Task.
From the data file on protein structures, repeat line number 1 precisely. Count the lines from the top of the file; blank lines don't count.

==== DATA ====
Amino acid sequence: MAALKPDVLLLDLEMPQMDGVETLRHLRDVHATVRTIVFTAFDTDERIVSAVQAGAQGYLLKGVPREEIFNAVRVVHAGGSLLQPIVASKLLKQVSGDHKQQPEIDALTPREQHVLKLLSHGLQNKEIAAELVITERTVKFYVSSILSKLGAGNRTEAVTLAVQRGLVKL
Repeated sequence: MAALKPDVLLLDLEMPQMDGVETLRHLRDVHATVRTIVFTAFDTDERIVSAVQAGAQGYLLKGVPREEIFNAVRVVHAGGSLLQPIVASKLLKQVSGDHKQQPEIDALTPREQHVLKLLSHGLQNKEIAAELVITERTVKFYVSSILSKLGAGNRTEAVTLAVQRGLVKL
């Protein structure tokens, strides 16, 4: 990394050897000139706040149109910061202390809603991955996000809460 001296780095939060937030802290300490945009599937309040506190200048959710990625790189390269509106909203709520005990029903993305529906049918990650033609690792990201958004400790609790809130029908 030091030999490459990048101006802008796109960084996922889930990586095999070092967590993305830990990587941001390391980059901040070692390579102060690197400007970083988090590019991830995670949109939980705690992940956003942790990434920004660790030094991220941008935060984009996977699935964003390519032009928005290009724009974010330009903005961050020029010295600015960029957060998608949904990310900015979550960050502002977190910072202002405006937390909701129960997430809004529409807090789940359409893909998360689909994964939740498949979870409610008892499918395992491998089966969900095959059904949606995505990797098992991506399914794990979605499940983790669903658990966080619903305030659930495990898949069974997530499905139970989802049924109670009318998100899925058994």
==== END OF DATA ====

Amino acid sequence: MAALKPDVLLLDLEMPQMDGVETLRHLRDVHATVRTIVFTAFDTDERIVSAVQAGAQGYLLKGVPREEIFNAVRVVHAGGSLLQPIVASKLLKQVSGDHKQQPEIDALTPREQHVLKLLSHGLQNKEIAAELVITERTVKFYVSSILSKLGAGNRTEAVTLAVQRGLVKL